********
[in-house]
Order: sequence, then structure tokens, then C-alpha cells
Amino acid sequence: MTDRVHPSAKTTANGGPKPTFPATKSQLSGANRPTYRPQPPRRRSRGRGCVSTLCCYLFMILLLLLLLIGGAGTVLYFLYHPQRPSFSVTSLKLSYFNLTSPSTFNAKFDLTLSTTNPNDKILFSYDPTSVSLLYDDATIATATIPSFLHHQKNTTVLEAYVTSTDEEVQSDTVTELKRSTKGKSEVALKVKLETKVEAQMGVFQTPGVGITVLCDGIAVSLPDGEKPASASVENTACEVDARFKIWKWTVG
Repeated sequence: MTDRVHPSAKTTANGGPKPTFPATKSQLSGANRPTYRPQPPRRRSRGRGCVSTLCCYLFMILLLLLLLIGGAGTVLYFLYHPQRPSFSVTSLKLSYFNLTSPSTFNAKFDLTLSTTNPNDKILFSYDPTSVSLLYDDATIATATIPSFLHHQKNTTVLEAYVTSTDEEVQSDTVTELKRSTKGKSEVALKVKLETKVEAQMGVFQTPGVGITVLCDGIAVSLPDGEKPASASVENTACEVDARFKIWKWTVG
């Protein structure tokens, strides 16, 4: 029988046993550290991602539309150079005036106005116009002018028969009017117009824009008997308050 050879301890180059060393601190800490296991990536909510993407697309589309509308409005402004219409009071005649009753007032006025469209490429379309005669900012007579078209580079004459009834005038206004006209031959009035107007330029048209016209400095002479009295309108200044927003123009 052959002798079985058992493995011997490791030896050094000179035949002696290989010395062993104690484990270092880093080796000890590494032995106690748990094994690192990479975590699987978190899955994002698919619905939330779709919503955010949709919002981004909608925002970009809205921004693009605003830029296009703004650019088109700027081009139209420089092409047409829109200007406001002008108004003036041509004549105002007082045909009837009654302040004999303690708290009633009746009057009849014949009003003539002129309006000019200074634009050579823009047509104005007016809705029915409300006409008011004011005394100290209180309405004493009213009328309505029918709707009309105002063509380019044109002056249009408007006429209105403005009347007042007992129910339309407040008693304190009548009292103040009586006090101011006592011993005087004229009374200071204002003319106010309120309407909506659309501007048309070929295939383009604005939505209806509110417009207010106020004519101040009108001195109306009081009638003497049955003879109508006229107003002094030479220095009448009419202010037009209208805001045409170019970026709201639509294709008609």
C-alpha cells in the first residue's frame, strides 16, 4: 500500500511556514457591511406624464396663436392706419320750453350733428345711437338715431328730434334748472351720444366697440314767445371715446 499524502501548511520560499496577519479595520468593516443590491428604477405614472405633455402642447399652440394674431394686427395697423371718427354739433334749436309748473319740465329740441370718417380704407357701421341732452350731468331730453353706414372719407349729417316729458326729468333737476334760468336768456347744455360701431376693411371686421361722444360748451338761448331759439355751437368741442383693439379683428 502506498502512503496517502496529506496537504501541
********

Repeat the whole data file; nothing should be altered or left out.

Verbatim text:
[in-house]
Order: sequence, then structure tokens, then C-alpha cells
Amino acid sequence: MTDRVHPSAKTTANGGPKPTFPATKSQLSGANRPTYRPQPPRRRSRGRGCVSTLCCYLFMILLLLLLLIGGAGTVLYFLYHPQRPSFSVTSLKLSYFNLTSPSTFNAKFDLTLSTTNPNDKILFSYDPTSVSLLYDDATIATATIPSFLHHQKNTTVLEAYVTSTDEEVQSDTVTELKRSTKGKSEVALKVKLETKVEAQMGVFQTPGVGITVLCDGIAVSLPDGEKPASASVENTACEVDARFKIWKWTVG
Repeated sequence: MTDRVHPSAKTTANGGPKPTFPATKSQLSGANRPTYRPQPPRRRSRGRGCVSTLCCYLFMILLLLLLLIGGAGTVLYFLYHPQRPSFSVTSLKLSYFNLTSPSTFNAKFDLTLSTTNPNDKILFSYDPTSVSLLYDDATIATATIPSFLHHQKNTTVLEAYVTSTDEEVQSDTVTELKRSTKGKSEVALKVKLETKVEAQMGVFQTPGVGITVLCDGIAVSLPDGEKPASASVENTACEVDARFKIWKWTVG
């Protein structure tokens, strides 16, 4: 029988046993550290991602539309150079005036106005116009002018028969009017117009824009008997308050 050879301890180059060393601190800490296991990536909510993407697309589309509308409005402004219409009071005649009753007032006025469209490429379309005669900012007579078209580079004459009834005038206004006209031959009035107007330029048209016209400095002479009295309108200044927003123009 052959002798079985058992493995011997490791030896050094000179035949002696290989010395062993104690484990270092880093080796000890590494032995106690748990094994690192990479975590699987978190899955994002698919619905939330779709919503955010949709919002981004909608925002970009809205921004693009605003830029296009703004650019088109700027081009139209420089092409047409829109200007406001002008108004003036041509004549105002007082045909009837009654302040004999303690708290009633009746009057009849014949009003003539002129309006000019200074634009050579823009047509104005007016809705029915409300006409008011004011005394100290209180309405004493009213009328309505029918709707009309105002063509380019044109002056249009408007006429209105403005009347007042007992129910339309407040008693304190009548009292103040009586006090101011006592011993005087004229009374200071204002003319106010309120309407909506659309501007048309070929295939383009604005939505209806509110417009207010106020004519101040009108001195109306009081009638003497049955003879109508006229107003002094030479220095009448009419202010037009209208805001045409170019970026709201639509294709008609």
C-alpha cells in the first residue's frame, strides 16, 4: 500500500511556514457591511406624464396663436392706419320750453350733428345711437338715431328730434334748472351720444366697440314767445371715446 499524502501548511520560499496577519479595520468593516443590491428604477405614472405633455402642447399652440394674431394686427395697423371718427354739433334749436309748473319740465329740441370718417380704407357701421341732452350731468331730453353706414372719407349729417316729458326729468333737476334760468336768456347744455360701431376693411371686421361722444360748451338761448331759439355751437368741442383693439379683428 502506498502512503496517502496529506496537504501541